By L. Haegi showing shape of corolla and limb of corolla  (spread flat) to show lobes (l), acumens and sinuses.

By B. Osborn in Flora of Australia , vol. 29 (1982).

By G. Dashorst in Fl. S. Aus. 3,  f. 562 partly (1986).


*Datura ferox L., Amoen. Acad. 3: 403 (1756)

T: `Habitat in China'; Lectotype = "Stramonium ferox" in Boccone, Icon. Descr. Rar. Pl. Siciliae, 50, t. 26, f. c, e, 51, 1674; fide Hammer & al. in Kulturpflanze 31: 48 (1983); n.v.

See the Linnaean Plant Name Typification Project pages for further details. Here the comment is made that this species is probably only a variant of D. quercifolia Kunth and in the USDA Germplasm Resources Information Network (GRIN) pages this is confirmed when it is indicated that the two are probably conspecific. The earlier name is D. ferox. Images of both species can be seen on the web-site of the Datura and Brugmansia Society where distinctions between the two species are also shown.

See also Hadkins et al.(1997) for a discussion of the typification of the species and an illustration of the lectotype.

E. S. Hadkins, R. Bye, W. A. Brandenburg, C. E. Jarvis (1997). Typification of Linnaean Datura names (Solanaceae). Bot. J. Linnean Soc. 125: 295-308.


Stout annual herb, glabrous or sparsely pubescent with non-glandular hairs.

Mature leaves from broadly-ovate and somewhat angular to rounded-triangular, the lamina up to 14 cm long, 16 cm wide, with a few shallow usually toothed or sinuate lobes.  

Calyx to 3.5 cm long, 5–lobed, persistent in fruit, the lobes 4–7 mm long. Corolla 4–6 cm long, white, 5–lobed, the lobes ending in a point 1–2 mm long. Stamens not exserted; anthers 3–4 mm long. Style c. 3 cm long; stigma below anthers.  

Capsule ellipsoid or nearly so, to 4 cm long, erect, spiny; spines usually 40–60, stout, conical, sharp, usually longer near capsule summit, the longest at least half length of capsule; persistent base of calyx base to 8 mm long. Seeds 4–5 mm long, black or grey.

Distribution and ecology

Native to China but now widely distributed in warm regions of the world. In Australia, occurs in all states. 

A weed of waste ground, and disturbed areas in agricultural and pastoral districts; often a serious weed of summer grain crops in Qld and N.S.W.

Common name

Fierce Thornapple, Longspine Thornapple


The plants sometimes contaminate harvested grain.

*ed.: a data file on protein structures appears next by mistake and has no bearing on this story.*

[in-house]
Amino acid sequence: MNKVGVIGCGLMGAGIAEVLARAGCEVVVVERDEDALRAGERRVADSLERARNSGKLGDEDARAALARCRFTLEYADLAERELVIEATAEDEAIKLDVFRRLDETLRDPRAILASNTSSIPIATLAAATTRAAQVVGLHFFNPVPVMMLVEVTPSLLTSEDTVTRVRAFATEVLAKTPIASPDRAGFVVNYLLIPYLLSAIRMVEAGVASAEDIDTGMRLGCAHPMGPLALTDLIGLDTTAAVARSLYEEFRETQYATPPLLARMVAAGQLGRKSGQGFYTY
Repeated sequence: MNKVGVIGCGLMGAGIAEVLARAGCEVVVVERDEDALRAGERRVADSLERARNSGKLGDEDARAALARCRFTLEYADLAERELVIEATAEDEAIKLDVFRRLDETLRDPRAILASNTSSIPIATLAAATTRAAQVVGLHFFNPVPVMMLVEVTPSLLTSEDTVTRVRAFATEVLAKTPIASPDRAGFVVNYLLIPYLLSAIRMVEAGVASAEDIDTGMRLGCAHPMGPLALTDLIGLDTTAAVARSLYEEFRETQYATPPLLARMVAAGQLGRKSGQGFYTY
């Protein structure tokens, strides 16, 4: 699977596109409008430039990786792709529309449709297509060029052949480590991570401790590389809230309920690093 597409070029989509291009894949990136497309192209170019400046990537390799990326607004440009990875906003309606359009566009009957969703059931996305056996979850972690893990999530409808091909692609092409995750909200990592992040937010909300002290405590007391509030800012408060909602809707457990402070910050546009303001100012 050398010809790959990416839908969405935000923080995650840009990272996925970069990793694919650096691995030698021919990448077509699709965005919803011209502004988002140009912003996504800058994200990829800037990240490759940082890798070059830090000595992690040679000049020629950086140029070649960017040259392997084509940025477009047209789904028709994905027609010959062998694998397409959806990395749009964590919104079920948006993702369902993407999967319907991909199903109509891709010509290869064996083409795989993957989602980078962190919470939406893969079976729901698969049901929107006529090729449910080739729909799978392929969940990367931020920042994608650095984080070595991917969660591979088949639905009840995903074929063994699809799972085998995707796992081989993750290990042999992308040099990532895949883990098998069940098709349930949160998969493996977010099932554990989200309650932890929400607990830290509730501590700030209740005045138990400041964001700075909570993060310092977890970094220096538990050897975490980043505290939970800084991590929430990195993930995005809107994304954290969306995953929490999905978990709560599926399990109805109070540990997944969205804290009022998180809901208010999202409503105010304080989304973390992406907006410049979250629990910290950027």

Hybrids between D. ferox and D. stramonium are known to occur naturally (Haegi, 1976).


Selected specimens

W.A.: Serpentine, Apr. 1965, L & E Fawcett (PERTH). N.T.: near Adelaide River, 7 Feb. 1971, G. Brown (NT). S.A.: Adelaide, L. Haegi 605 (AD); Qld: near Monto, 3 Nov. 1976, E.M. Ross (BRI). N.S.W.: Finley, D.E. Symon 9805 (ADW, CANB, NSW).

Derivation of epithet

From the Latin ferox, fierce, presumably a reference to the fruit of this species.

Images and information on web

The Datura and Brugmansia Society has superb images of all life stages of this species on its site: see

An image of the fruit of D. ferox can be seen at

Further information can be found on the Weeds in Australia site.

A fact sheet on the effects of D. ferox on animals can be downloaded from the Australian Weeds and Livestock pages dealing with the effects of plants on various farm animals.

D. ferox as a weed in the Pacific is treated on the Pacific Island Ecosystems at Risk (PIER) site.

Further information about the toxic properties of this plant can be found with a search in the FDA Poisonous Plant Database

Plant status (if any)

General information about Datura species as declared plants in Western Australia can be found as a Departure of Agriculture & Food FarmNote 127

All species of Datura are declared in Western Australia, Tasmania and Northern Territory while D. ferox, D. inoxia and D. stramonium are included in Victorian legislation.

Information on the occurrence and declaration of Datura inTasmania, as of Feb. 2008, can be found on the Department of Primary Industries and Water site at

A fact sheet for this species can be downloaded from the SA eFlora site.